by Kristin Holt | Jul 8, 2018 | Articles
Our inventive and problem-solving Victorian American ancestors patented some amazing stuff. One of those things were workable “snow tires” for their 19th century farm wagons and buggies. Not everyone owned a sleigh, and even if they did, the wagon bed was often needed. See Victorian America’s solution!
by Kristin Holt | Jul 1, 2018 | Articles
In Victorian men’s fashion, Collars and Cuffs were something altogether separate and different than a shirt. A whole different paradigm, given today’s men’s dress shirts are one solid piece, with the collar and cuffs attached. See vintage images of the styles and reasons why tailors (and factory producers) bothered to make the collars separate–and why some were made of PAPER rather than fabric.
by Kristin Holt | Jun 20, 2018 | Articles
Cocaine, together with its significant benefits and significant addiction potential, was discovered in the late 19th century (1884 to 1885). Dentists were quick to put cocaine to work for their patients to numb previously excruciating dental work. Citations from vintage publications illustrate the importance of this discovery, attitudes that surrounded cocaine’s use in dentistry and medicine, and the ease with which patients (and parents) accepted the use.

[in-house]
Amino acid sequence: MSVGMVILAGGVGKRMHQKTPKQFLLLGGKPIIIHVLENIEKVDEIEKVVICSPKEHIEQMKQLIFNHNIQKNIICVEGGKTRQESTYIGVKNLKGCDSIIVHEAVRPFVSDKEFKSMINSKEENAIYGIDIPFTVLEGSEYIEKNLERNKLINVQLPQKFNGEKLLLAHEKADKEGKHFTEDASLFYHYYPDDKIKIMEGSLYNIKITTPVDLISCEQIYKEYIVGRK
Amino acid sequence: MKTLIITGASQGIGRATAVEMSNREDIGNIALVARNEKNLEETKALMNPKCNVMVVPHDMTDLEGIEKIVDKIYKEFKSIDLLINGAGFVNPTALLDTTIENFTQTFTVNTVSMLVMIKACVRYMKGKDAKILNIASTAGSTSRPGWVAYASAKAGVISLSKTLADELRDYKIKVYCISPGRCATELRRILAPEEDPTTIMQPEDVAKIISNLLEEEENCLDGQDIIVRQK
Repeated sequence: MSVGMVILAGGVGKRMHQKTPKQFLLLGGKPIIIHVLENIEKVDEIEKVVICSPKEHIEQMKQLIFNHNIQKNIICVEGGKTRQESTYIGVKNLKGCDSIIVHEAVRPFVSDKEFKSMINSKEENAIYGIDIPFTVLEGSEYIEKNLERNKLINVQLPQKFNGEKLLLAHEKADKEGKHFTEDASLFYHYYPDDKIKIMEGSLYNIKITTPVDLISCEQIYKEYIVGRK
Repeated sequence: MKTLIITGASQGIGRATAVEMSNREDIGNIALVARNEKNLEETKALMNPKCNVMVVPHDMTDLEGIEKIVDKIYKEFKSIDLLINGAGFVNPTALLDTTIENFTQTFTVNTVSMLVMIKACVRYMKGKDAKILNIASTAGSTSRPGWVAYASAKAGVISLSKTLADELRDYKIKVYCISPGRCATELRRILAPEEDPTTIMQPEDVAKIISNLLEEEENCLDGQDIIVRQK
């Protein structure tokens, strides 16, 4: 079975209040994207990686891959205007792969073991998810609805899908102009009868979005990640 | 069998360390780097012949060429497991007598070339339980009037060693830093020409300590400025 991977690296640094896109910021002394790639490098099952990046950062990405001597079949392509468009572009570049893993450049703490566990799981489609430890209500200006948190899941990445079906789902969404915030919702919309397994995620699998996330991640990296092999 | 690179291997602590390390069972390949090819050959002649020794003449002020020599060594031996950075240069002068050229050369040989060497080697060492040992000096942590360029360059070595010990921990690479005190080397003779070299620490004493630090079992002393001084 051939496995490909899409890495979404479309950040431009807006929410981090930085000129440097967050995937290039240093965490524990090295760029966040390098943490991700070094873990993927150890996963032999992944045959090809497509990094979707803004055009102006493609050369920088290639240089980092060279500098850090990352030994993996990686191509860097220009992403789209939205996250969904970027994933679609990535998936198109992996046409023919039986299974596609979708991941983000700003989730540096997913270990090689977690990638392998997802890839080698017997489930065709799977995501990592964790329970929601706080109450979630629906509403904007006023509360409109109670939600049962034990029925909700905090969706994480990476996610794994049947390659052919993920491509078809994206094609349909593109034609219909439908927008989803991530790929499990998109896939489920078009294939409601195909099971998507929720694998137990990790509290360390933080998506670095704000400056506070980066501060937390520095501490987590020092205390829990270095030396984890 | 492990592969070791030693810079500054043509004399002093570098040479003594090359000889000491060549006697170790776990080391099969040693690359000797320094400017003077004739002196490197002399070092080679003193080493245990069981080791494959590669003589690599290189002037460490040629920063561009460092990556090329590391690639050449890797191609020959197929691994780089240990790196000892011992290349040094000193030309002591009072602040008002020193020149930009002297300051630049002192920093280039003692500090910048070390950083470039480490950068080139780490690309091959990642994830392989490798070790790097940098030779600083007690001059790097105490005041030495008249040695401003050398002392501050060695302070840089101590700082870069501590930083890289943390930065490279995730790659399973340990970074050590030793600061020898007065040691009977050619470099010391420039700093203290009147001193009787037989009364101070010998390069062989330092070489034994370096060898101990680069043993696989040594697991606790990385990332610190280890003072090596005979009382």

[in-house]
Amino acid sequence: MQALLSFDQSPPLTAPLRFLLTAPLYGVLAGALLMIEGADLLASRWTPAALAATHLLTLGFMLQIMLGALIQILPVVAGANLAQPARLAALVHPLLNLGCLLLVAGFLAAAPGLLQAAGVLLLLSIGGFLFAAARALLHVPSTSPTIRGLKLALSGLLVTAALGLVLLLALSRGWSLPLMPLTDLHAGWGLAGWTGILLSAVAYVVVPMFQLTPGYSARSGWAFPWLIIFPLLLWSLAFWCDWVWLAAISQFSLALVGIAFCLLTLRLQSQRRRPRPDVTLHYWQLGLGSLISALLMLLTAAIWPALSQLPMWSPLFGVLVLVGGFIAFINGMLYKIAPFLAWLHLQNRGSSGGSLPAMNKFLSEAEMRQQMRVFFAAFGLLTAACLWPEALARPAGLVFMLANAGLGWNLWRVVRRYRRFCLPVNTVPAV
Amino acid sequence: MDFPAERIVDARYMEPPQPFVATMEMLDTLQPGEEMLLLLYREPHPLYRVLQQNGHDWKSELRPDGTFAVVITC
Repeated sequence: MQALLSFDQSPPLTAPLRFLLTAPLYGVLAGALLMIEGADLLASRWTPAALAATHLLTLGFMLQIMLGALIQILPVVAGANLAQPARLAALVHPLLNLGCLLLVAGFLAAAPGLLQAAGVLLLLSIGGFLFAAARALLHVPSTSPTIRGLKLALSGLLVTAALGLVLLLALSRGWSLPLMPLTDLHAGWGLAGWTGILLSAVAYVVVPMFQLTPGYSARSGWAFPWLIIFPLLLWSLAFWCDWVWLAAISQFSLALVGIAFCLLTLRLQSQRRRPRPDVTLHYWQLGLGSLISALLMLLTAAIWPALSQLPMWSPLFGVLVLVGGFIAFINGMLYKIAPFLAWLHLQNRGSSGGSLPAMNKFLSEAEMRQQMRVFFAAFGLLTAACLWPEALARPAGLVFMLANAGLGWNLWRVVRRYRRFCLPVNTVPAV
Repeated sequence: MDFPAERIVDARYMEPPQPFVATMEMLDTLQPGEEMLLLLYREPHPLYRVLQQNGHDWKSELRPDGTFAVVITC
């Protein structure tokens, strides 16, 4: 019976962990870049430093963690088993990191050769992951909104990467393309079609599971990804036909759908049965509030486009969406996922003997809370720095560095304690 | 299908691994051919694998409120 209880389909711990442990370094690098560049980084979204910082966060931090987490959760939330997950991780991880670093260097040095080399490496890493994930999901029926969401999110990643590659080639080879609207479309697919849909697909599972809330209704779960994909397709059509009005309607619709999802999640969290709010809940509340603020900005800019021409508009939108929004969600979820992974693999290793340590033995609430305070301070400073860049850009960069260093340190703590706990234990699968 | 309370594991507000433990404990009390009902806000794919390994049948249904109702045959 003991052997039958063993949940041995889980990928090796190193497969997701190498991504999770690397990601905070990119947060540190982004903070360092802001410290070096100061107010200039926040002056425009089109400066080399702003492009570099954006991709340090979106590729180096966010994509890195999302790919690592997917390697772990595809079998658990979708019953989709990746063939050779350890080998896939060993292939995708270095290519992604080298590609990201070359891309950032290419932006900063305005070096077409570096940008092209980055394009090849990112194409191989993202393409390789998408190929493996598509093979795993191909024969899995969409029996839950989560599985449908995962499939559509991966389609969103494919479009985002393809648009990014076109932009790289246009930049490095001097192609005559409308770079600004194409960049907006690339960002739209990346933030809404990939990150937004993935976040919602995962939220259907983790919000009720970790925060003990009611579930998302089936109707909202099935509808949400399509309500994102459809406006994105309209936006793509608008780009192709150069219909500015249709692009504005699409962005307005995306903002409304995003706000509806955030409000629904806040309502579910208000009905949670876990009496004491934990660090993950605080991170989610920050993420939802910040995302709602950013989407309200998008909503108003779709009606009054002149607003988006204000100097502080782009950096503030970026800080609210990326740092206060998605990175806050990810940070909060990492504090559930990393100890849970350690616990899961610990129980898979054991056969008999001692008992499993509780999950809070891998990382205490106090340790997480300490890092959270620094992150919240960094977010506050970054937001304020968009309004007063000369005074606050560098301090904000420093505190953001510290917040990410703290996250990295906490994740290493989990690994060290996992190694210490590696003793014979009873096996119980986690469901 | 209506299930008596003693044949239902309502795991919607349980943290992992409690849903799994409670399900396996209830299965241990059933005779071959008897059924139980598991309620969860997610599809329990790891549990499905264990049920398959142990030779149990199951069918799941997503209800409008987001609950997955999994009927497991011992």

by Kristin Holt | Feb 26, 2018 | Articles
19th Century Ladies Fashions included gigantic sleeves known by many names: Leg of Mutton, Marquise, Balloon, etc. Highly fashionable, women wore them to work at home, to “walk out”, to sit for photographs, and on their wedding days. Highly fashionable for a period of time in the 1890s (through the turn of the century), they’ve returned at least twice: mid 1980s and in 2016. A favorite? You decide.
by Kristin Holt | Feb 10, 2018 | Articles
Flour sifters are an important part of baking–today, and in the Victorian Era. Would you be surprised to learn the first flour sifter was patented by an American? See a timeline of Victorian-era advertisements for sifters and flour sieves, flour bins (canisters or extraordinary sizes) with built-in sieves, patents for early sifters and sieve holders, and a perspective of price. The advertising, alone, sheds light on why 19th century cooks were persuaded to purchase and use these devices.